Trump supporters and the mainstream media both believed what they wanted to believe.
If you’re looking for a word to describe the feeling in the nation’s newsrooms after a Donald Trump win, “shell-shocked” would probably be a good one. How is this possible when every poll and prediction site said that Hillary Clinton would win? How could everyone have gotten it so wrong?
The inescapable fact is that most of the mainstream media got it wrong because they simply couldn’t believe that Americans would elect someone like Donald Trump. Denial can be a powerful drug.
In part, that’s because much of the East Coast-based media establishment is arguably out of touch with the largely rural population that voted for Trump, the disenfranchised voters who looked past his cheesy exterior and his penchant for half-truths and heard a message of hope, however twisted.
As the editor of Cracked put it in a very perceptive essay: “If you don’t live in one of these small towns, you can’t understand the hopelessness. The vast majority of possible careers involve moving to the city, and around every city is now a hundred-foot wall called ‘Cost of Living.'”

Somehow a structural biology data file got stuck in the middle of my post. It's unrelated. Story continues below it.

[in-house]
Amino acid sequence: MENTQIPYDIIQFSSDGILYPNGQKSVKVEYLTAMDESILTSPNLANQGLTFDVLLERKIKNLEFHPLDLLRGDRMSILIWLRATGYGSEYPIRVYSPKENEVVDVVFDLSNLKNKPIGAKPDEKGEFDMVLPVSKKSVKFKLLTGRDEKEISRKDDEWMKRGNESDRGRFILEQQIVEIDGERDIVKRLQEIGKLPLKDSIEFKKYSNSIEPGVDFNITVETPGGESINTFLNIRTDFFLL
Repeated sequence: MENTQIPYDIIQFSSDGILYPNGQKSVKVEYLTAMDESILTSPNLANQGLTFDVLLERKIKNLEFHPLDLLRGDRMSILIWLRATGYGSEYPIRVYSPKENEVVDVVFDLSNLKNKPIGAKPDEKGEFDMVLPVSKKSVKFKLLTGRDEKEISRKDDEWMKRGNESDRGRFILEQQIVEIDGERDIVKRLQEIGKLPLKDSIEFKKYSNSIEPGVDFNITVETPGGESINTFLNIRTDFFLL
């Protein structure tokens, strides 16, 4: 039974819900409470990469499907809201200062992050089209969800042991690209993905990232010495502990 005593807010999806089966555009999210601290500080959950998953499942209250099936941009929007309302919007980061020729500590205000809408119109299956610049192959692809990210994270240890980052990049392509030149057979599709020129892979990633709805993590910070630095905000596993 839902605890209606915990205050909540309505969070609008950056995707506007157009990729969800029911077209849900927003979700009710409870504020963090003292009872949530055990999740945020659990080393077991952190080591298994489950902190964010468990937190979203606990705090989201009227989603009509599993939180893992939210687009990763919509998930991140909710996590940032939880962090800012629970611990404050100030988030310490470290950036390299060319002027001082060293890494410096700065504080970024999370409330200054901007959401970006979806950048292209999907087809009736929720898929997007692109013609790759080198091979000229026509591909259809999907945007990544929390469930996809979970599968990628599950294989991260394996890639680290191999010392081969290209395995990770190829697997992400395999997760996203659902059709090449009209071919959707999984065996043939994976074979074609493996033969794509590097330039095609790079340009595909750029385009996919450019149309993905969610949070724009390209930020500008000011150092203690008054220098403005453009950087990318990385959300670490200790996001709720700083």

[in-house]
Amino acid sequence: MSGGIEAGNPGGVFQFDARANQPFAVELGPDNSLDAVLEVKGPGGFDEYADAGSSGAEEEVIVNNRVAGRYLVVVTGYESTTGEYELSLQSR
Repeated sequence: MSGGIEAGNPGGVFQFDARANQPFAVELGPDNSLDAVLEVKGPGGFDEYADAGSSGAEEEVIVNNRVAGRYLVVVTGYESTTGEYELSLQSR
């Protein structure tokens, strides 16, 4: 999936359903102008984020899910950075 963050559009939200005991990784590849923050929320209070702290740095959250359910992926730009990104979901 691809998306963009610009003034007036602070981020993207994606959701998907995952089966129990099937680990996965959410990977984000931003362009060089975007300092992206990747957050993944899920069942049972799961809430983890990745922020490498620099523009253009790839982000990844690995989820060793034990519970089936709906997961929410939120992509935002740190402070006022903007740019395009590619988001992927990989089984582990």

But there’s more to it than just that. As I tried to explain in a previous post about Trump’s rise, he took advantage of a media landscapethat has never been more broken, more fragmented and more open to misinformation, disinformation, and even outright hoaxes and lies.
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In the end, all of the fact-checking, all the digging done by people like David Farenthold of the Washington Post, and all of the editorials and endorsements were like spitting into the wind.
One of the downsides of the fractured media landscape is that it’s easier than ever to sit in an echo chamber or filter bubble and preach to the converted. Newspaper readers believe what they want to believe, and so do those on Facebook—and never the twain shall meet.
Much of what mainstream media did to try and puncture Trump’s ascendance, including reporting on his offensive remarks about women and his “dog whistle” comments on immigration, probably had the opposite effect. They reinforced his image as an outsider, as someone in tune with “real” American values—as a “force for change.”
That’s not the only blame that the media deserves either. Much of the early coverage of Trump, and even well into his campaign, treated him as a joke, as entertainment, as a sideshow.
The assumption was that Trump was such a buffoon, such a huckster , that the American people would surely see through his tricks and lies. All that was required was to point at him and laugh, to reveal the ignorance of his campaign or the poverty of his ideas. And that was a fatal mistake.